New Era Newspaper

New Era Epaper
Icon Collap
Home / Community garden increases social cohesion

Community garden increases social cohesion

2023-01-31  Loide Jason

Community garden increases social cohesion

A flourishing community garden in the bustling neighbourhood of Goreangab informal settlement has been hailed as an answer to many of the socio-economic challenges in the area, such as food security and unemployment.

 Constituency councillor for Samora Machel, Nestor Kalola, says the garden has progressed to feed vulnerable community members who cannot afford  to buy fruits and vegetables. 

Goreangab residents received a piece of land from the City of Windhoek in 2016 to establish a community garden behind Olof Palme Primary School. Today, the garden produces carrots, cabbages, spinach, cauliflower, tomatoes, onions, garlic, mangoes, grapes, peach, pawpaw, sugarcane, guavas, lemons, bananas and beetroot, among others. 

According to Kalola, the idea came to light after residents pleaded with city officials to consider providing land to the community. He said he made the request to officials because as a community leader, he could not turn a blind eye to people living in poverty. Kalola added that besides allocating land, the city also provided seeds, equipment, security services as well as water and electricity.

The thriving community garden now employs 12 permanent workers and two casuals. There are over 30 fruit trees and a wide range of vegetables. Kalola stated that general unity has significantly increased in the area as the community is willing to work to feed themselves and their children. 

“The garden has also kept a lot of people who are unemployed busy instead of staying home sleeping,” said the councillor. 

Workers who spoke to New Era at the garden narrated how gardening has been feeding many people. However, they emphasised that the gardening project continues to be faced with numerous challenges.

Concurring with the workers, Kalola said the garden has been feeding many vulnerable members of the community and as such, was finding it difficult to keep up with sales and to make a profit they can reinvest to purchase seeds.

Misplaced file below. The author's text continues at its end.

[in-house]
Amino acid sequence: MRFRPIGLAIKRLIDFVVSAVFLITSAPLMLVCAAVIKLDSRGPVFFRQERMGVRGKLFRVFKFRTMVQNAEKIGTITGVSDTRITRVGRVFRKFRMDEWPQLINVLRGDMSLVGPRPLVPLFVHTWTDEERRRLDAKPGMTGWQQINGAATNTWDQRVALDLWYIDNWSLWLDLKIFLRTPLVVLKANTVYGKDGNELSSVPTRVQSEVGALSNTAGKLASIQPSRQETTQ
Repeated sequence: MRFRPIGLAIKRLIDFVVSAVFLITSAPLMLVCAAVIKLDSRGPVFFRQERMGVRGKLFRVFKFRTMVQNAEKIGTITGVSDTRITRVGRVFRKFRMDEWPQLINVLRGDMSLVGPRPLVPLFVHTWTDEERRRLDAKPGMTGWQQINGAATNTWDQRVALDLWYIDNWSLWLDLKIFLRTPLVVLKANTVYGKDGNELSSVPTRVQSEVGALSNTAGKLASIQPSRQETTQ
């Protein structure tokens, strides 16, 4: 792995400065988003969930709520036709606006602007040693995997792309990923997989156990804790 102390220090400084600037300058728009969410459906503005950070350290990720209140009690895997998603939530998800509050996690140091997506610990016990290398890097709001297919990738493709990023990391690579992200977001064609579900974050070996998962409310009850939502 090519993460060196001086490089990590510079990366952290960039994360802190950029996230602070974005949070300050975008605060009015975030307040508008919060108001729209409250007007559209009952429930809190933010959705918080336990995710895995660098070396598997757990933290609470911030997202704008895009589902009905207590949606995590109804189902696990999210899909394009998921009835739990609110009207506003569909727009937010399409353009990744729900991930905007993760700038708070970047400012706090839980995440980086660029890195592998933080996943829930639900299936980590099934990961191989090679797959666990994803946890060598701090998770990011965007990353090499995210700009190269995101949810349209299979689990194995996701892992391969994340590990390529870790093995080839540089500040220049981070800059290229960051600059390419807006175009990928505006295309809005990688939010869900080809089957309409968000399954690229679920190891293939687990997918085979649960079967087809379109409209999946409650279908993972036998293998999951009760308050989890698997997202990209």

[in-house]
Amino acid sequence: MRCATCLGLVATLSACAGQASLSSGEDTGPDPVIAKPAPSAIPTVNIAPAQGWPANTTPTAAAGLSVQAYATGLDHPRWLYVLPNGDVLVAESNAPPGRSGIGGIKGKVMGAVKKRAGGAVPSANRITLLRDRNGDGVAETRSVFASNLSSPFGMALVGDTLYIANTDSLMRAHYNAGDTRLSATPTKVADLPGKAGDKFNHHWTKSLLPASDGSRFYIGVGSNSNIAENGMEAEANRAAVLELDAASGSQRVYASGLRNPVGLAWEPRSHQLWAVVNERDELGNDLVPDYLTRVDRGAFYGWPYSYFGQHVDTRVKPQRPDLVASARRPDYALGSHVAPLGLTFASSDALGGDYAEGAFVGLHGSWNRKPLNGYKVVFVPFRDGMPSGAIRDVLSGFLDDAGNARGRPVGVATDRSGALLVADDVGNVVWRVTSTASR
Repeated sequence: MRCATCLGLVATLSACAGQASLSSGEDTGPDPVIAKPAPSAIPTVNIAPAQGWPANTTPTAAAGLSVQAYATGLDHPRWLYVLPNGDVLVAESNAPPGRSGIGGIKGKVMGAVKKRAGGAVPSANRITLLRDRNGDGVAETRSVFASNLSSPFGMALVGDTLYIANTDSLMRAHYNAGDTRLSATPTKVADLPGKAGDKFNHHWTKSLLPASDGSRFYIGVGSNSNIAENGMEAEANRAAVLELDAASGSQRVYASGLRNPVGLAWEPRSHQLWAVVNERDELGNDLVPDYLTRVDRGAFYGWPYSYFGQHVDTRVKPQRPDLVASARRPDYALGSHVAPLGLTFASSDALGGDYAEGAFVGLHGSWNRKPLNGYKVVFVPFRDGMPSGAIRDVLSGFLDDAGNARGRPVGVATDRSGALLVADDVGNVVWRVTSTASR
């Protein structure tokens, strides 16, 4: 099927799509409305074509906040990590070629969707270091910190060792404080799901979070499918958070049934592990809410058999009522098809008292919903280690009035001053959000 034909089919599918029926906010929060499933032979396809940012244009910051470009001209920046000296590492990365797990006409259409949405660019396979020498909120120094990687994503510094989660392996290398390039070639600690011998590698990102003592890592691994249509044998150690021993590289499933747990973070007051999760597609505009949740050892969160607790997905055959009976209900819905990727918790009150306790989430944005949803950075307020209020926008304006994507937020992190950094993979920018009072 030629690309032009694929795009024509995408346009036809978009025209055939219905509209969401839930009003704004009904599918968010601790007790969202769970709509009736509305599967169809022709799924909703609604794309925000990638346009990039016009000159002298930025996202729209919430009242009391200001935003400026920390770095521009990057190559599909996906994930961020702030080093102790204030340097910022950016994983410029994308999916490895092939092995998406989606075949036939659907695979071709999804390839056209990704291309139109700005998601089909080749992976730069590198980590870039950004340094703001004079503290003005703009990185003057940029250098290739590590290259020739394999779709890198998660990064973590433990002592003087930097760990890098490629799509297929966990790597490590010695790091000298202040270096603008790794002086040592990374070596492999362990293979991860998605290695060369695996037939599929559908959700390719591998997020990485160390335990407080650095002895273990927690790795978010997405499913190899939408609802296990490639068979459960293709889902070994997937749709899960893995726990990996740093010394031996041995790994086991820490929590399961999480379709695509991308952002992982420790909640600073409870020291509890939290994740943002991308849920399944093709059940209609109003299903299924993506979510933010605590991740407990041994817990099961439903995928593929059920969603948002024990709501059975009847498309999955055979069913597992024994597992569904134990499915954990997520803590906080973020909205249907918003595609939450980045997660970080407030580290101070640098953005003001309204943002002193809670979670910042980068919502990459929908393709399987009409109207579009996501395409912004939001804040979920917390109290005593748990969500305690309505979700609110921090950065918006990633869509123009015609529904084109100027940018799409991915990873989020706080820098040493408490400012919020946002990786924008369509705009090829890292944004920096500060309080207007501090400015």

“This area has a lot of people that are suffering and we then assist them with fruits and vegetables when we harvest because we cannot sell to make profit while people are suffering,” Kalola explained.

In addition, he expounded that in the past, income generated was used to buy seeds when necessary while any leftover revenue was deposited in the garden’s bank account for future use. However, as of late, the profits have been dwindling as the number of vulnerable beneficiaries increased due to escalating poverty levels.

The politician further pointed out the development has been of great assistance to the community as it also greatly assists people dealing with health issues who are normally referred to the garden by the social workers from the community development department.

“Although progress has been made thus far, a lot has to be done to address a number of challenges that hamper the project operations like shortage of water supply, burglaries and insects attacking the plants.” Ultimately, Kalola hinted to future plans of setting up a poultry farm to obtain manure which is an excellent fertiliser for crop production. He, therefore, called for any stakeholders to assist in safeguarding the premises with either precast or a boundary wall to discourage criminals. 


2023-01-31  Loide Jason

Share on social media